Can I use "little" meaning the age?

For example:

You are still little to do it. Wait until you are 10.

If yes, are there any situations when "little" is preferable over "young"?

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    Regardless of whether "little" and "young" are interchangeable, the sentence is incorrect. It needs "too". – Mr Lister May 29 '16 at 6:52

"Little" also means "young."

From Oxforddictionaries:

(Of a person) young or younger:
my little brother

Similarly, you can call your older siblings "My big/older brother/sister."

Both, "young" and "little," are correct and can be used interchangeably, but I will be more inclined to choose "younger." Though "little" is more commonly used.

Do not say "small brother/sister," unless you are referring to their physical attribute.

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  • 3
    "Little brother" usually means "younger brother", not "young brother". Certainly people use the expression a lot about young kids, but it's not uncommon for people to continue to use the phrase even when they and their brother are adults. – nnnnnn May 29 '16 at 7:18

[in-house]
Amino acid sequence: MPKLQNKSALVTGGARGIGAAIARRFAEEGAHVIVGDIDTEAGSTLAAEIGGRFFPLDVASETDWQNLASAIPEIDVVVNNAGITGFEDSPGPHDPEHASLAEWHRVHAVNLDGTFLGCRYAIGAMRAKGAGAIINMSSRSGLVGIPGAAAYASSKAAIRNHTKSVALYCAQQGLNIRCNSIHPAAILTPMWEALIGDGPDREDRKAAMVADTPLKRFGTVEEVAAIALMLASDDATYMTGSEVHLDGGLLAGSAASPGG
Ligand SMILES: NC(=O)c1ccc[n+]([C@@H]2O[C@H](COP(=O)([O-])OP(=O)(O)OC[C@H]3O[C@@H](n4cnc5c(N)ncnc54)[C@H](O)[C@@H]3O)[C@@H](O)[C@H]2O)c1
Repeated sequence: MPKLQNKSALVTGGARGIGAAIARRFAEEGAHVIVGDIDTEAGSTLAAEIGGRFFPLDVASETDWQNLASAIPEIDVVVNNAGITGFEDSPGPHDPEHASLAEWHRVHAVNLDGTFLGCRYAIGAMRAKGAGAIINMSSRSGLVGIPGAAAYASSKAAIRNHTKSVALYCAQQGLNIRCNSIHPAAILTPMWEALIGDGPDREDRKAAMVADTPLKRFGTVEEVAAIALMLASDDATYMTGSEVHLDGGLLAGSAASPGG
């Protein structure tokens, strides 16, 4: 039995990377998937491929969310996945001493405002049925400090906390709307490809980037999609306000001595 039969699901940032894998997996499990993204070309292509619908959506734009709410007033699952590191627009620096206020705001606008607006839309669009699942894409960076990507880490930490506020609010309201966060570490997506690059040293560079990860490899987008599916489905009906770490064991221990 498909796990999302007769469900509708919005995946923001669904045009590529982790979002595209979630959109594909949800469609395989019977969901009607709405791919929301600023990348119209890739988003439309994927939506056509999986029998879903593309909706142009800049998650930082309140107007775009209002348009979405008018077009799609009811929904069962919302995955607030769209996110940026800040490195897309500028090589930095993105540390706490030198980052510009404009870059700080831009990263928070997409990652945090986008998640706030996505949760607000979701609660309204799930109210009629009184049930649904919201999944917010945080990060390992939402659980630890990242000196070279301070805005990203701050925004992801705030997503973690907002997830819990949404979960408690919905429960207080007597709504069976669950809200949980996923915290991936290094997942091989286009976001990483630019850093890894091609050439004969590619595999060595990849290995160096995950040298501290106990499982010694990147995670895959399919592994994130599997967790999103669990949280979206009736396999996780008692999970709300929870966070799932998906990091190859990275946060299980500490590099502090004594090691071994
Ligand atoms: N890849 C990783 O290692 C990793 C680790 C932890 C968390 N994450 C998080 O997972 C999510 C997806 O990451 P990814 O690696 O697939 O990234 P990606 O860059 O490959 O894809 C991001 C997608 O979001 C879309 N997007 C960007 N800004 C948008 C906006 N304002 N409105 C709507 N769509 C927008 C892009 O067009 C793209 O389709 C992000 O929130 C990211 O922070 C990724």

You're just a little kid. You don't know anything is a typical thing to say. Little does not just refer to the size of the child, but to his young age and inexperience. Little refers to everything about the kid being a kid, the child's "kidness".

Oxford English Dictionary:

Of a child or animal: not close to being fully grown, (very) young; (also) younger than a particular relative

Thus, we can also refer to a younger sibling as either my little sister/brother or my kid sister/brother, and they mean the same thing.

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